Anthony, the most energic male peer therapist in the office hurriedly raises his hand, “What does it mean? Beta event?”

Lisa chuckles, “That’s the right question. Anyone who’s interested to take part will experience a blind date event, which will be conducted by BizzKiss social dating application.”

Everyone starts making noises, and gathers group talk as feeling excited about the upcoming event.

“Who knows, you’ll find your princess there, Anthony,” Lisa shouts after, and then she looks at Messie, “And you, who knows there’s a better luck at finding your lucky man there. Just stop pouting in my office already, Miss Denver.”

“What?” Messie gets surprised, but Lisa ignores her as she turns toward her office room.

“I told you so,” Libby chuckles, as saying it lyrically. “It’s so obvious that you show such a face. Everyone here thinks so.”

“No way. Is that supposed to be my problem if they don’t like my natural expression?” Messie mutters.

“Naturally cynical?” Libby wonders. “Is that what I thought?”

Messie shrugs ignorantly. She doesn’t want to take it to another level when her job alone is already stressing her out.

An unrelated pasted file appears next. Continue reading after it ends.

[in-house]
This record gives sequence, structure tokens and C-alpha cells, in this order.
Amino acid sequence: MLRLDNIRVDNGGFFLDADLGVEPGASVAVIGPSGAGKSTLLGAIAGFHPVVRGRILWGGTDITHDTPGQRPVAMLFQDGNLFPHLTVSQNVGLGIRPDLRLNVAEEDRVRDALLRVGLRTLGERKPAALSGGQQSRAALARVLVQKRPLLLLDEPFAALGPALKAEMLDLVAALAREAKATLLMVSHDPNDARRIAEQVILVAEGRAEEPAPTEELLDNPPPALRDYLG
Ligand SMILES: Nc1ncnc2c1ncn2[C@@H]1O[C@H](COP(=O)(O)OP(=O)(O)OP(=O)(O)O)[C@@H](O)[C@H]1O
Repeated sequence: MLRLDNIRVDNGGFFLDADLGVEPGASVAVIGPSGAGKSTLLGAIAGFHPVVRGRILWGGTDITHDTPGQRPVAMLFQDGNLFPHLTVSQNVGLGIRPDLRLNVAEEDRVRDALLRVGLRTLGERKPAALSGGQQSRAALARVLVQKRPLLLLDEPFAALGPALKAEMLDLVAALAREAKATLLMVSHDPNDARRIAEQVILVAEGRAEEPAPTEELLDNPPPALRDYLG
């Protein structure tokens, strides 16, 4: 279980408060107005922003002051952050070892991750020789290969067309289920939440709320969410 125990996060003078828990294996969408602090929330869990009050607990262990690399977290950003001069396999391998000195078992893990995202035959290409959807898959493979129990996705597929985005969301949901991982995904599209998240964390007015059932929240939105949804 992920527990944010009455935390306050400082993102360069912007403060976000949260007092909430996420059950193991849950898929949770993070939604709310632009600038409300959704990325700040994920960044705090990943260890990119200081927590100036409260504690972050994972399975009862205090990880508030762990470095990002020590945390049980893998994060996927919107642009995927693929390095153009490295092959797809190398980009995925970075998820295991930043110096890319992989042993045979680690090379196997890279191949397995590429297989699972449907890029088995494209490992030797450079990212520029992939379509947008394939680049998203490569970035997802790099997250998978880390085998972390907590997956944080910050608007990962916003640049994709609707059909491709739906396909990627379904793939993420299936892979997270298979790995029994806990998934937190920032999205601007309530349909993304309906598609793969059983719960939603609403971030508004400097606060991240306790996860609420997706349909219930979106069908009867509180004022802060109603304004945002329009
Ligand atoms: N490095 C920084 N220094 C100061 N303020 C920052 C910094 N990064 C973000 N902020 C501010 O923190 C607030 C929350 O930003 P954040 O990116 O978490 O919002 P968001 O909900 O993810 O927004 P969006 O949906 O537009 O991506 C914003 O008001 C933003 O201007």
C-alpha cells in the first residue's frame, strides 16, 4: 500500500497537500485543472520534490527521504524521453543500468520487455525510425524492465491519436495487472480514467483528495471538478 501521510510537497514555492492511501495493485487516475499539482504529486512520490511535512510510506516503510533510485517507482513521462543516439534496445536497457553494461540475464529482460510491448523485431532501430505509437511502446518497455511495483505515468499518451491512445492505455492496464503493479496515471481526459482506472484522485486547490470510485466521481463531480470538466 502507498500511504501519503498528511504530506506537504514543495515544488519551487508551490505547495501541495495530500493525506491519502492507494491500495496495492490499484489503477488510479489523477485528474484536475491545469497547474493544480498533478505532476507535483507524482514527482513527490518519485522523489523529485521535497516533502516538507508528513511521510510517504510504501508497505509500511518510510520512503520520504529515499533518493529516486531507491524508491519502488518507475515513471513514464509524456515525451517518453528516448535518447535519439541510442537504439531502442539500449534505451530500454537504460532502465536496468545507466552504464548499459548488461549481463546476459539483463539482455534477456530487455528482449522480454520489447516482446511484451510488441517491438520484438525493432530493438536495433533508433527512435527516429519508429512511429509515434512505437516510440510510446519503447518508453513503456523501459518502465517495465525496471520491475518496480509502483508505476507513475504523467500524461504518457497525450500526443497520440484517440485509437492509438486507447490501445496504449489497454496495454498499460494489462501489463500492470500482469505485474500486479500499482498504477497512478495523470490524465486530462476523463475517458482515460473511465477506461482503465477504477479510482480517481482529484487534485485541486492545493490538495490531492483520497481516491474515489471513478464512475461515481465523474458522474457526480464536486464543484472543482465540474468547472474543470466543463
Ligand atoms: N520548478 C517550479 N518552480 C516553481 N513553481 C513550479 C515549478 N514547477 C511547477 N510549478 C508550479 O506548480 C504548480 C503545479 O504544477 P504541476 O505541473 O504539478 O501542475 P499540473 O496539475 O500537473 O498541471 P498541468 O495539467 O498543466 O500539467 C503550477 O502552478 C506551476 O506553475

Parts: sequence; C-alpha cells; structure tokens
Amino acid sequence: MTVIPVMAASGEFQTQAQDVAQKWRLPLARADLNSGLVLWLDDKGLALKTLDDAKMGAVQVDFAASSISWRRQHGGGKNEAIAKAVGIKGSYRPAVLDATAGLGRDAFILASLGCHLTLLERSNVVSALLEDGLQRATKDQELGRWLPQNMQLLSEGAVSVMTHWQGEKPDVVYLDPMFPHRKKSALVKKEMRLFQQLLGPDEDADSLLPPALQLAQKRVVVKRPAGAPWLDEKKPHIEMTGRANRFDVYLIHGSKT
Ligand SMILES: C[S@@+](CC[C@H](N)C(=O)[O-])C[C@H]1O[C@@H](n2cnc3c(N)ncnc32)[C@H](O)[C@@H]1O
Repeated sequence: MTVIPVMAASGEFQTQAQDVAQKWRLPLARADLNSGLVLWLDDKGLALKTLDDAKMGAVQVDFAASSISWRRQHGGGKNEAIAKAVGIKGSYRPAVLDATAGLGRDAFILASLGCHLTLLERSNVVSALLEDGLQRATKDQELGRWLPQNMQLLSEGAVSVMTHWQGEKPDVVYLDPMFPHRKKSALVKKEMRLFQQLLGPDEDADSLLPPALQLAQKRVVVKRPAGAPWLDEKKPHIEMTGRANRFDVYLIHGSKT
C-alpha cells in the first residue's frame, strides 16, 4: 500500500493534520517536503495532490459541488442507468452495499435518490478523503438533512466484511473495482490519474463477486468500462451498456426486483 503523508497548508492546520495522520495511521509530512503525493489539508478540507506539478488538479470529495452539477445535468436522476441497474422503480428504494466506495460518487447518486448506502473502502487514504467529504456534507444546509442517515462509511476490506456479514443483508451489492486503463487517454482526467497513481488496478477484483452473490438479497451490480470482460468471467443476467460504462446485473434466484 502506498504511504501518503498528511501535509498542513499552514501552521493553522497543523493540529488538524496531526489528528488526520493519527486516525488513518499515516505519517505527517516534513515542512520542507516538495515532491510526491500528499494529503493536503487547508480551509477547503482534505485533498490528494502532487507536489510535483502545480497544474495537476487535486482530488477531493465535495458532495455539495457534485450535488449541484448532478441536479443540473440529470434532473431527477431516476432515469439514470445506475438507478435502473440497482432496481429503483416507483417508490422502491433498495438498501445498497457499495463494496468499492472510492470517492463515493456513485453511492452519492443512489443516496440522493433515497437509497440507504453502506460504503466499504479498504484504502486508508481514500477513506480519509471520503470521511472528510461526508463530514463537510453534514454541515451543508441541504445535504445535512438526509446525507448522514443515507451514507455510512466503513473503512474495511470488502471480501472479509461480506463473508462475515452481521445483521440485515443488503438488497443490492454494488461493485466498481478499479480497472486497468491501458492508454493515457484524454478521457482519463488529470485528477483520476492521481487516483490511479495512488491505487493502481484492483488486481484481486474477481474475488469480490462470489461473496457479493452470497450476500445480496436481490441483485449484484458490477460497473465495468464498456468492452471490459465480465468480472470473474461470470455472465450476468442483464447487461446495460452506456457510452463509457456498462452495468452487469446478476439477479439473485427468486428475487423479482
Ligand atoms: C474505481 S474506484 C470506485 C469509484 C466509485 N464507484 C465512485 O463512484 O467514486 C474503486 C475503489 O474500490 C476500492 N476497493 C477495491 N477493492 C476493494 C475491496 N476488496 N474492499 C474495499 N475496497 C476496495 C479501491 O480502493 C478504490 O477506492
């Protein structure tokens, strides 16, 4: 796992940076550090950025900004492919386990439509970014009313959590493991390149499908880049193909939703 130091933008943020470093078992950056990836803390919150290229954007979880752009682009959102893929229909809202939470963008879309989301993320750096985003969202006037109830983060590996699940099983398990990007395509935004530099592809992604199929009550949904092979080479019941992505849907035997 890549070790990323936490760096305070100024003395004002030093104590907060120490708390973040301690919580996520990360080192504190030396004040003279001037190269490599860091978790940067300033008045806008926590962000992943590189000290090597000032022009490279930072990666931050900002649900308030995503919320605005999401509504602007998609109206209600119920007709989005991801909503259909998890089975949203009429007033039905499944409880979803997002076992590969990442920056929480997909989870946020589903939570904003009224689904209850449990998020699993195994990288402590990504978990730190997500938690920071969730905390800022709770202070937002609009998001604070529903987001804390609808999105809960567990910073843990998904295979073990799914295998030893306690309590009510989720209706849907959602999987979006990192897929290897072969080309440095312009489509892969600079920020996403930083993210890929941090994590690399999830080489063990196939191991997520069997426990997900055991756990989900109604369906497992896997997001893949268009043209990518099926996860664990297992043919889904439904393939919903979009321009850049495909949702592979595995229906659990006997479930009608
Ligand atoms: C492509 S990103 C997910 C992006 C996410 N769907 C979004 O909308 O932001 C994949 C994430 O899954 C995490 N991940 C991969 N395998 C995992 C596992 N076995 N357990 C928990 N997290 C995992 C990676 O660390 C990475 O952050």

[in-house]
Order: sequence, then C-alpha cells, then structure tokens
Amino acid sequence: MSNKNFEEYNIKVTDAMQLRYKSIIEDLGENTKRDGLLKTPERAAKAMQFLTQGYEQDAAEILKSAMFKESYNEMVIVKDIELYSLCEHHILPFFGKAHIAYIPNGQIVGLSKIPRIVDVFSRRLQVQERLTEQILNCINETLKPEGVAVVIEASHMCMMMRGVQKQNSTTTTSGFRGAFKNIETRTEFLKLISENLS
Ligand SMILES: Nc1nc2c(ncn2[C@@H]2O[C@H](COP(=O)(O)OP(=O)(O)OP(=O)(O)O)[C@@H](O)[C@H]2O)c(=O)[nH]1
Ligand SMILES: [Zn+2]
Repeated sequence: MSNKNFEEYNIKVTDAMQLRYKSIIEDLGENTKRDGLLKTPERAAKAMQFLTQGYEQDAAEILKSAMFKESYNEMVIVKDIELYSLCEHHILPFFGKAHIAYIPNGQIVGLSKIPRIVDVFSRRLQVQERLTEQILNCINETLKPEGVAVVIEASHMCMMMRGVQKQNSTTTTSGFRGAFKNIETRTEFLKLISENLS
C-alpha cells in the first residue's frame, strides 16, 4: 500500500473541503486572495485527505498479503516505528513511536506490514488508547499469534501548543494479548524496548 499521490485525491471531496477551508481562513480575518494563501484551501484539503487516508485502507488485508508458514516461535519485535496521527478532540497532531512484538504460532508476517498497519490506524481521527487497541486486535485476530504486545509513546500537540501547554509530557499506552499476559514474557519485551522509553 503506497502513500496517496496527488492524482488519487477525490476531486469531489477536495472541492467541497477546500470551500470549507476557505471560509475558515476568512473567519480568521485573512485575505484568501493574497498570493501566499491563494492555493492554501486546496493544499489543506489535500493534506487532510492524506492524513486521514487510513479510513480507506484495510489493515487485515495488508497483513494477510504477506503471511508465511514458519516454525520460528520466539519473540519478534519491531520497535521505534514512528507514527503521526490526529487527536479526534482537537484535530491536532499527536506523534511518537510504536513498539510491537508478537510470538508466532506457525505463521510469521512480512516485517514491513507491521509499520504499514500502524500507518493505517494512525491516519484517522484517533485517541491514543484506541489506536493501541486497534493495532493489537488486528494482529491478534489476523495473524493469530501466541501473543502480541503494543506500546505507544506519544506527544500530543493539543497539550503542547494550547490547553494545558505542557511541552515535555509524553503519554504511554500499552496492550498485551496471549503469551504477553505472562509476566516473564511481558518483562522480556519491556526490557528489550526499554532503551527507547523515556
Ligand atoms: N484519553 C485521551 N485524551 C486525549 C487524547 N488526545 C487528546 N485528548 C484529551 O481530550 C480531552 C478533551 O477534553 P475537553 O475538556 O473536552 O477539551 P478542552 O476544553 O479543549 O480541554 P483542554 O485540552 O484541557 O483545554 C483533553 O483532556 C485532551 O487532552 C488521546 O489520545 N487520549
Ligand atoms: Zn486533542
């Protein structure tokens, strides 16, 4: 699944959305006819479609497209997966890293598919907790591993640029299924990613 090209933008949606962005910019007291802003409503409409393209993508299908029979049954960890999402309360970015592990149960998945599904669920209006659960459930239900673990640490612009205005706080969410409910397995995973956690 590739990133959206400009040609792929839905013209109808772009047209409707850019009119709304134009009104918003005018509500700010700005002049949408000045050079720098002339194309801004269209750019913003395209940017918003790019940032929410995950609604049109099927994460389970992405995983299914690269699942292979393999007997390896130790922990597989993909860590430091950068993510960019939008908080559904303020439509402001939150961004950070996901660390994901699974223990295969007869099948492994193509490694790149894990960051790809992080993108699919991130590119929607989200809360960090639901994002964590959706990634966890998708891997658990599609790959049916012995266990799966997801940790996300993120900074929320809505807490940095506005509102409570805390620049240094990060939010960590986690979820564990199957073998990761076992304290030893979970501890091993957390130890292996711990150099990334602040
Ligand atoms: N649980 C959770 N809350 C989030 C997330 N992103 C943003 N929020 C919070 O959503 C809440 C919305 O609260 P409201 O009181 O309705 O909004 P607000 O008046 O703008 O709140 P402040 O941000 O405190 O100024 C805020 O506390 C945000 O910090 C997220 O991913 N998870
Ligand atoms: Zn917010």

The hectic office situation almost ends within an hour, and yet, in the back of her mind, Messie keeps remembering about yesterday’s phone call. That ex-inmate is really serious about wanting to meet her. She even wonders how come the supervisor of the Penpal program gives out her phone numbers so easily to him, which is ultimately questionable. Now she wonders again if the government wants to misuse her personal data for something in the future, or maybe she’s just reading it too much.

Of course, she said no, and immediately hung up the phone. What could be worse than a horror show if he found her?

She thinks a lot about it; he was a murderer with a complex identity crisis, and not to mention he’s an ex-inmate that’s just released from jail. He can be anyone. He can be anything. She can’t trust anyone she meets in the street, if that makes sense.

“Messie, hello?” Libby taps her shoulder for many times.

“Oh, sorry, my mind was somewhere else—” Messie shakes her head, feeling dizzy to think about the horror show that keeps haunting her.

“Are you okay?” Libby sounds worried. “We can grab a drink in Cupcake Café now, if you want.”

“What?” Messie blinks, and just realizes that some of her co-workers are shutting down their computers, and the others already raises from their chairs and prepares to walk out from the office.

“Damn it. I think it got me so bad,” Messie mutters and stares at her. “Do you remember about the Penpal program that I told you before?”